So we feel really good about our Off-Price business. And again, I – part of it, I’d put into the banner of flexibility. In these uncertain times going forward, our Off-Price stores give us a lot of flexibility, where we can not only do we have shorter leases, but how we use this – those stores.
We launched in New York in the fall some express services in our Rack stores in Manhattan, where we can do Full-Price order pickup, returns, and alterations in Rack stores and that’s gone really well.
So we think that, that physical asset footprint is going to change. And we look at it by market, we look where we have full-line stores, where we have Rack stores. Things like our local service hubs are part of the mix as well. And we think there’s a real synergy going forward there. And again, our Off-Price stores are just a huge part of our future.
The next question comes from Damon Polistina with Deutsche Bank. Please proceed with your question.
Good afternoon. I just wanted to ask on the local market strategy. Has that changed any way materially from what you outlined before moving to 10 markets kind of by the end of the year? And how are you thinking of it? Thank you.
It has not changed. So we still plan on – we’re in five markets right now with those enhanced capabilities and we do plan on adding five more by year-end.
The next question comes from Tracy Kogan with Citigroup. Please proceed with your question.
Thank you. I was hoping you guys could talk a little bit more about the the credit performance in the quarter, maybe if you’re seeing any changes in the payment rates or or charge-offs? And then what are you expecting for credit revenues this year now? Thank you.
Hi, Tracy. So for the credit performance, we really haven’t seen a significant change in the portfolio to date, having – from a charge-off or a collections piece to it. We have – as customers, we have offered some deferral plans or some payment plans for customers are really good customers who’ve called in that for that in a particular situation.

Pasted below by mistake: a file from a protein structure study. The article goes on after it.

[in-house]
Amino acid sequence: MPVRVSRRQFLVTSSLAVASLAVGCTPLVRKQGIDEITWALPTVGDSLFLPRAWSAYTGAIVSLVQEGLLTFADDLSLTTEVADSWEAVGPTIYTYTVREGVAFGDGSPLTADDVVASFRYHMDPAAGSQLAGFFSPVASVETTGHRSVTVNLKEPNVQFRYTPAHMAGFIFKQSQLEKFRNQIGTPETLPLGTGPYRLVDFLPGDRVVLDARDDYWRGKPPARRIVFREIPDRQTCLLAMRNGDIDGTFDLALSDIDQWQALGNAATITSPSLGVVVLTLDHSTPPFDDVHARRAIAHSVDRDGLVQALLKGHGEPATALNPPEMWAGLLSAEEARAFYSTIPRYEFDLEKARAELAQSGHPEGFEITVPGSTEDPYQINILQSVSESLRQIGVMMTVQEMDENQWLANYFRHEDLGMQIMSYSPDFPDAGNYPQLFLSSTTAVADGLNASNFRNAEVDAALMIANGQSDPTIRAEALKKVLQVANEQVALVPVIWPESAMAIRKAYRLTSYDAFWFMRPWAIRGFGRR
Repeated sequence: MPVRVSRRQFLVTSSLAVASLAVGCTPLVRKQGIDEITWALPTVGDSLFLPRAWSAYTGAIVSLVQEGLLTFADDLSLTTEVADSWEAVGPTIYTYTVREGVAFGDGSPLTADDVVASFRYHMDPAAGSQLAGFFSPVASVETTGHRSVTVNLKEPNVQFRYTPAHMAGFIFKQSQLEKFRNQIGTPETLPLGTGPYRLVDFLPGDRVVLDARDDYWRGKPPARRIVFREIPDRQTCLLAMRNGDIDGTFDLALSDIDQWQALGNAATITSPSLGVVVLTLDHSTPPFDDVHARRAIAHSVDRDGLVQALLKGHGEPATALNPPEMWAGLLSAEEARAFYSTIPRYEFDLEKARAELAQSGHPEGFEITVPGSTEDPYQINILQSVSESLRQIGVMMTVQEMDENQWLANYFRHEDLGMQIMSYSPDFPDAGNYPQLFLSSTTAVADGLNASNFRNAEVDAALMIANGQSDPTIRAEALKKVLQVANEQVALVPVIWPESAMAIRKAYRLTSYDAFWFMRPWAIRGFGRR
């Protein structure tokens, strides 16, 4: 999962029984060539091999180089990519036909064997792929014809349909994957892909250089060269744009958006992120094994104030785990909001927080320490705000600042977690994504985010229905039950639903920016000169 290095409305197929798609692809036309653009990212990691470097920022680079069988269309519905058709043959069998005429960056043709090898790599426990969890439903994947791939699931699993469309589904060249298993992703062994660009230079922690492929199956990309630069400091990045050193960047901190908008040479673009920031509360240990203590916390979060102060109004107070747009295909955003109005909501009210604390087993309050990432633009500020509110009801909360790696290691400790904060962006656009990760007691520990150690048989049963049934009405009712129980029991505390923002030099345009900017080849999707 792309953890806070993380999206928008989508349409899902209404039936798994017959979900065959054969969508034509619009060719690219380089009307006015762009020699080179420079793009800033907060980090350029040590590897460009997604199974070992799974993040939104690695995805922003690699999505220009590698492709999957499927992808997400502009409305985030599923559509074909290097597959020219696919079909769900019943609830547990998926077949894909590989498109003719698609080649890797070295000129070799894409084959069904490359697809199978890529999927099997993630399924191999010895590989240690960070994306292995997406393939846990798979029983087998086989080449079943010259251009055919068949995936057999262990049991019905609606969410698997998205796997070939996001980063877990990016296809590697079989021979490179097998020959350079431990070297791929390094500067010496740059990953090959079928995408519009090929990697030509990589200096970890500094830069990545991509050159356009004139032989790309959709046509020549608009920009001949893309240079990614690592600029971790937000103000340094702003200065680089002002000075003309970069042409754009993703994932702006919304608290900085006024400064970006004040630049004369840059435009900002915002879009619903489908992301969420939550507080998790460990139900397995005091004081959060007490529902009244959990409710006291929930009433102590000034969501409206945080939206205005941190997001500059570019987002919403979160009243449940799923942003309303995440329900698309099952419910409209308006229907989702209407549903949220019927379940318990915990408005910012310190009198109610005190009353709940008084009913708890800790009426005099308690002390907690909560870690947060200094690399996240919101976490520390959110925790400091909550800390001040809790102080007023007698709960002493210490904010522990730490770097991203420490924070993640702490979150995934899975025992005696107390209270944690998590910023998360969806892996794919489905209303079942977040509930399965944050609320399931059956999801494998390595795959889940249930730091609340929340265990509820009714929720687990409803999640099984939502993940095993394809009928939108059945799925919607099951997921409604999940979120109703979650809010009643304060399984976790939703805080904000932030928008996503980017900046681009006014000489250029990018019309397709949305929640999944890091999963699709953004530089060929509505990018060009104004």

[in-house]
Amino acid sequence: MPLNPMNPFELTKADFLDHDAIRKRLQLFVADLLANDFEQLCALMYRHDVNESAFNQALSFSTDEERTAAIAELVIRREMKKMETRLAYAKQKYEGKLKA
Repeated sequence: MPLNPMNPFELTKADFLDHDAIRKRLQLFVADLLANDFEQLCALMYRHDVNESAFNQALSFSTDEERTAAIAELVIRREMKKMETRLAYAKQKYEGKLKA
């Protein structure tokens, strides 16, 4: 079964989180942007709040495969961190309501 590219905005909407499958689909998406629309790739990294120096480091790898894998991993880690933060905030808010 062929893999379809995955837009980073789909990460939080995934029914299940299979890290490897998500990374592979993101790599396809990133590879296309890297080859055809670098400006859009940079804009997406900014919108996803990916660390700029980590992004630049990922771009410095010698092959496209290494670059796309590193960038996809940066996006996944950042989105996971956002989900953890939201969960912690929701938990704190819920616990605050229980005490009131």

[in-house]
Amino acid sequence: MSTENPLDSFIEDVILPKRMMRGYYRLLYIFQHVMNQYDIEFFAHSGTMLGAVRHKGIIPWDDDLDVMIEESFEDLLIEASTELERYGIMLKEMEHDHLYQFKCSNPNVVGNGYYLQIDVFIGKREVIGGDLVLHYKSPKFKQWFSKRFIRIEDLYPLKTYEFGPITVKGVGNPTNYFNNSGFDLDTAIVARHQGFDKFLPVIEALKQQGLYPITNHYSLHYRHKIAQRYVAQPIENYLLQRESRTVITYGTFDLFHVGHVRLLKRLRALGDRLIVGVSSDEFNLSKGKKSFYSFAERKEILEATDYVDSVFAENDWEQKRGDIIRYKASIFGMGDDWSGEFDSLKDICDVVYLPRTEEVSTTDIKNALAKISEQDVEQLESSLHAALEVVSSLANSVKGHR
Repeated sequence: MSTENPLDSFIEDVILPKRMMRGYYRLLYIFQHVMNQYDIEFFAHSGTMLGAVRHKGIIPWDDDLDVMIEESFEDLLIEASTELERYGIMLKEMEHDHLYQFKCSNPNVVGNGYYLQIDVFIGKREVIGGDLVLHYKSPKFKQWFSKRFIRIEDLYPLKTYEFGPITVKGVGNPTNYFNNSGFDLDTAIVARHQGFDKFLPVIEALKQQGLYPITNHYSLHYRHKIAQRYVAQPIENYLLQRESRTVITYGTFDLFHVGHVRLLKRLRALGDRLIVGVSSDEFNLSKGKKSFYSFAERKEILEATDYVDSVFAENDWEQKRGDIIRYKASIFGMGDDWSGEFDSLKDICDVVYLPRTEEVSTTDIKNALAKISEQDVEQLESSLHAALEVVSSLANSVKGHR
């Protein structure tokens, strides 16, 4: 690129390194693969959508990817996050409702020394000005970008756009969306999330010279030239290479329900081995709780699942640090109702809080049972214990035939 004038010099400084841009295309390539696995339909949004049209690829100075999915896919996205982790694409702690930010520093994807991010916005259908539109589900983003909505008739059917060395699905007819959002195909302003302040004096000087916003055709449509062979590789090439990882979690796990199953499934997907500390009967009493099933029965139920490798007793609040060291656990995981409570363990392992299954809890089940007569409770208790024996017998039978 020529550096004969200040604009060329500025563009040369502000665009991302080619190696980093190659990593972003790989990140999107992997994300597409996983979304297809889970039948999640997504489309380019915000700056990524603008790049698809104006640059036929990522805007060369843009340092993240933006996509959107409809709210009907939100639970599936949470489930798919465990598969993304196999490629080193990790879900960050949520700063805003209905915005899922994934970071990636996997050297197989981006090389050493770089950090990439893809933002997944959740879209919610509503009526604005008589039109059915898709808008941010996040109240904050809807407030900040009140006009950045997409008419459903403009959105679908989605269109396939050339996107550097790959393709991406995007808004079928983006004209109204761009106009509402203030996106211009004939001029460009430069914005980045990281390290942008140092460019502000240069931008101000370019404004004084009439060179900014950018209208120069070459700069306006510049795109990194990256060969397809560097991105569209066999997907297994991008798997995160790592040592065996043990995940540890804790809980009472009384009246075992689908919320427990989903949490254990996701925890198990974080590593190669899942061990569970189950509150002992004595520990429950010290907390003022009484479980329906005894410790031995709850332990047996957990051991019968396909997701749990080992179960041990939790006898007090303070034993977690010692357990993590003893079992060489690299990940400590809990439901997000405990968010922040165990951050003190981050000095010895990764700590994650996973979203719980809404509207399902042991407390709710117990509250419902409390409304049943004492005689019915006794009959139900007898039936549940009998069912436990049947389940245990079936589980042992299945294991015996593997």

But having said that, we do in – we’re planning, as we’ve talked about, a lot of scenario planning, we’re anticipating that we’re going to have higher loss rate in the second-half half of the year going into 2021. And so we certainly have contemplated that as part of our scenario plans for the year.
And then how about the revenue number for this year? I think you had said mid single digits previously?
Yes. So I think if you recall, we pulled our guidance for the year. So we’re not getting particular, yes.
Got it. Thank you.
The next question comes from Alexandra Walvis with Goldman Sachs. Please proceed with your question.
Good afternoon. Thanks so much for taking the question here and thanks for the color on the call so far. My question is on the e-commerce business, I wonder if you could share some more color on the cadence of e-commerce growth through the quarter and perhaps into May, if you could comment on the difference between Full-Price and Off-Price, as well as any step changes in growth as you leaned into promotions or perhaps as you rolled out that incremental pickup opportunity in Off-Price would also be particularly interesting?
Okay. We certainly have – saw some good demand in e-commerce. But again, our top priorities were cash and lowering inventory. So there is – again, as I mentioned earlier, it’s certainly a very promotional environment out there right now. And there is – demand can be generated quite quickly with some serious price promotion.
So we do twist that dial as needed, but to really look at through the lens right now of cash and inventory levels, and we also balance it between Full-Price and Off-Price for our supply chain network. One of the dynamics with e-commerce as it is more price promotional, as average price is really for us is quite a bit lower. And so our units are way up as – and you see that the customer number up as well with that.
So we do have more units going through the system. The dollar number is not as big. So we think it was appropriate and we’re encouraged where we’re at in – again, in particular, the effects on cash or inventory levels there.
But as Pete talked about with anniversary, in particular, our strength is not as a price promotional retailer. Our strength is bringing in newness and inspiring the customer to buy something new that requires flexibility in our inventory. And so it’s really about setting us up for the future, and we feel really good about that.
Thank you. Very clear. I appreciate the color.
The next question comes from Sarah Goldberg with Baird. Please proceed with your question.
Hi, good afternoon, and thank you for taking my question. Given the new operating protocols in the stores to ensure health and safety, do you see any structural change to the margin profile of the stores?
Hi, Sarah. So we called out specific COVID expenses in the first quarter, which was basically our premium pay and some of the things that we did for our employees during that time. Going forward, there are some expenses. It’s not material, things like masks and cleaning and that type of thing. But we have certainly found some expense saving offsets to that, so it’s not a material piece to the go-forward piece, go-forward margin for the business.